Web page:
An engineer, I would continue, is a professional practitioner of engineering, concerned with applying scientific knowledge, mathematics, and ingenuity to develop solutions for technical, societal and commercial problems. Engineers design materials, structures, and systems while considering the limitations imposed by practicality, regulation, safety, and cost. The work of engineers forms the link between scientific discoveries and their subsequent applications to human needs and quality of life…

Whew! At this point, my confronter had either fallen asleep from sheer boredom or run off screaming…

Over the years I learned to ignore such taunts, in part because I soon realized that like most prejudices, they were based on ignorance…

Engineers develop an early appreciation for the classics – it’s quite natural for us to progress from the theorems of Archimedes to the logic of Plato and Aristotle – we have even been known to absorb the poems of Homer, if only to try and grasp the design intricacies of Ulysses’ ships. Is it a quantum leap for an engineer to wander from a consideration of the scientific musings of Newton’s Laws of Motion to the mathematical purity of Beethoven’s music?
Most engineers see themselves as the glue that is necessary to bind scientific hypotheses together – a haughty, but thoroughly pragmatic viewpoint…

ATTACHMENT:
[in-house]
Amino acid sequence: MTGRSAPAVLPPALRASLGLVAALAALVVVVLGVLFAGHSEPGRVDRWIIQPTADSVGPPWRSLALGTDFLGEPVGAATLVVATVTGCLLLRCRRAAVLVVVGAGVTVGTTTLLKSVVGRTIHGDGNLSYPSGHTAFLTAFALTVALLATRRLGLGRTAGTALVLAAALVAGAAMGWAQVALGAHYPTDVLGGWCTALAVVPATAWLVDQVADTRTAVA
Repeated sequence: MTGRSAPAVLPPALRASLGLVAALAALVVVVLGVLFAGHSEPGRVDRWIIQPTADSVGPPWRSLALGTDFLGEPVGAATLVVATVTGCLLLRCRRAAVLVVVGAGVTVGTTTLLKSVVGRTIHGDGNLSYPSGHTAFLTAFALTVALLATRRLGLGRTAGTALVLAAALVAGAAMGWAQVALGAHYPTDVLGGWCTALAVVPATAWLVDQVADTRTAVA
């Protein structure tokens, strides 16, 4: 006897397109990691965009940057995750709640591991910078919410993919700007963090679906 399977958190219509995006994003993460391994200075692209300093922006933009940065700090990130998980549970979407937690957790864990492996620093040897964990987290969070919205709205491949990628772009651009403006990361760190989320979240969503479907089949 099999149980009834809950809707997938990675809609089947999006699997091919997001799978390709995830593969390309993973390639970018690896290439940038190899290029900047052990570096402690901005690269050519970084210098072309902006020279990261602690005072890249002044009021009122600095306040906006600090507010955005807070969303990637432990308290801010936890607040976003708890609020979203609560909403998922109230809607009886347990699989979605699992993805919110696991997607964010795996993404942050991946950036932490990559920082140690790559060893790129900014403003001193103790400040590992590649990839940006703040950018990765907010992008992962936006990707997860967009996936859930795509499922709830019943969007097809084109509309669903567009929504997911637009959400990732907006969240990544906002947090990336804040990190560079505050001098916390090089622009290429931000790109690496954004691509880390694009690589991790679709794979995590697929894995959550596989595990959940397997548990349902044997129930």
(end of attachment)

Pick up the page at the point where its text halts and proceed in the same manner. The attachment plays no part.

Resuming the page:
As a blind person, I rely heavily on a combination of empirical reasoning and organizational skills that I learned and later practiced as an engineer. When I lost my eyesight to end-stage Glaucoma over a decade ago, I was soon able to devise ‘ingenious’ solutions to what I perceived as a basic engineering problem. I quickly compensated for a single sensory loss, not by lowering my expectations, but instead by refining the use of my remaining senses to take-up the slack, so to speak – a process known as de-rating, familiar to most engineers…

When considering a simple household project, I work hand-in-hand with my wife Pamela, a retired teacher and school administrator, and an expert hand- knitter. We form a two-person design group – I am put in charge of empirically engineering the task at hand, which she then reviews, pointing out the realities of local logistics or the (all too frequent) impracticalities of my design ideas – then we set to work as a team employing each partner’s best skills to complete the task…

Because of this attention to detail and organization, the results of our teamwork are often gratifying…

So, I reflected as I sat at my keyboard, perhaps I had misrepresented myself to my new engineer friend – I continue to ‘practice’ my engineering skills, and will conceivably continue to do so in one way or another until I draw my final breath…

© 2015 – Alan Mowbray Jr.

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One thought on “BITS and PIECES # 59

  1. Don Smith says:

    You writing any more Old Buddy?